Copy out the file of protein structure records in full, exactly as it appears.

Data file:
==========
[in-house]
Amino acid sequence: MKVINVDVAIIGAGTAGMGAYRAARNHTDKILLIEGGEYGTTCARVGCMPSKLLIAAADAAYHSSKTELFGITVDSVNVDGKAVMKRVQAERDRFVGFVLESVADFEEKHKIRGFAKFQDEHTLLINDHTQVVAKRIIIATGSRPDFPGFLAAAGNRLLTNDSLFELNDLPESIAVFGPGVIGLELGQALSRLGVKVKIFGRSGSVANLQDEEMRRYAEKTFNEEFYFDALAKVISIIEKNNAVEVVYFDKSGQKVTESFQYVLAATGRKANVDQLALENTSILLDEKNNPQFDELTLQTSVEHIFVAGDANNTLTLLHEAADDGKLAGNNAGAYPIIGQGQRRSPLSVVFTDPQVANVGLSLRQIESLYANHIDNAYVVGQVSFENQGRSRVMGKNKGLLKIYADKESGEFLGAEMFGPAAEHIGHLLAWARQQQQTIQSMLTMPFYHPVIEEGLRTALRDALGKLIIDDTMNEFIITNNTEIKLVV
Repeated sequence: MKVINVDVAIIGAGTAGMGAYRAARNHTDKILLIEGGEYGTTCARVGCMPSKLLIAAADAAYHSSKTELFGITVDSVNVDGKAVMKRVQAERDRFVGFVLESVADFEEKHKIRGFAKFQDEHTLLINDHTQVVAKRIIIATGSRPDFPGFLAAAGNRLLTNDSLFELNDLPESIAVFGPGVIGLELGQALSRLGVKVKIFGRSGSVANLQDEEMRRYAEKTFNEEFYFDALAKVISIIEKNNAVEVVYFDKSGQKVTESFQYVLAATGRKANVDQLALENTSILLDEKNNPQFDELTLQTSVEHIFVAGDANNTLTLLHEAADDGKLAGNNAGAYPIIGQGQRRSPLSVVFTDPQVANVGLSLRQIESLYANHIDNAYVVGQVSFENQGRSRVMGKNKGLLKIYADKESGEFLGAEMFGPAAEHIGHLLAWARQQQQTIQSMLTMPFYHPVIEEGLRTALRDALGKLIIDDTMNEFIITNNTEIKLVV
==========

[in-house]
Amino acid sequence: MKVINVDVAIIGAGTAGMGAYRAARNHTDKILLIEGGEYGTTCARVGCMPSKLLIAAADAAYHSSKTELFGITVDSVNVDGKAVMKRVQAERDRFVGFVLESVADFEEKHKIRGFAKFQDEHTLLINDHTQVVAKRIIIATGSRPDFPGFLAAAGNRLLTNDSLFELNDLPESIAVFGPGVIGLELGQALSRLGVKVKIFGRSGSVANLQDEEMRRYAEKTFNEEFYFDALAKVISIIEKNNAVEVVYFDKSGQKVTESFQYVLAATGRKANVDQLALENTSILLDEKNNPQFDELTLQTSVEHIFVAGDANNTLTLLHEAADDGKLAGNNAGAYPIIGQGQRRSPLSVVFTDPQVANVGLSLRQIESLYANHIDNAYVVGQVSFENQGRSRVMGKNKGLLKIYADKESGEFLGAEMFGPAAEHIGHLLAWARQQQQTIQSMLTMPFYHPVIEEGLRTALRDALGKLIIDDTMNEFIITNNTEIKLVV
Repeated sequence: MKVINVDVAIIGAGTAGMGAYRAARNHTDKILLIEGGEYGTTCARVGCMPSKLLIAAADAAYHSSKTELFGITVDSVNVDGKAVMKRVQAERDRFVGFVLESVADFEEKHKIRGFAKFQDEHTLLINDHTQVVAKRIIIATGSRPDFPGFLAAAGNRLLTNDSLFELNDLPESIAVFGPGVIGLELGQALSRLGVKVKIFGRSGSVANLQDEEMRRYAEKTFNEEFYFDALAKVISIIEKNNAVEVVYFDKSGQKVTESFQYVLAATGRKANVDQLALENTSILLDEKNNPQFDELTLQTSVEHIFVAGDANNTLTLLHEAADDGKLAGNNAGAYPIIGQGQRRSPLSVVFTDPQVANVGLSLRQIESLYANHIDNAYVVGQVSFENQGRSRVMGKNKGLLKIYADKESGEFLGAEMFGPAAEHIGHLLAWARQQQQTIQSMLTMPFYHPVIEEGLRTALRDALGKLIIDDTMNEFIITNNTEIKLVV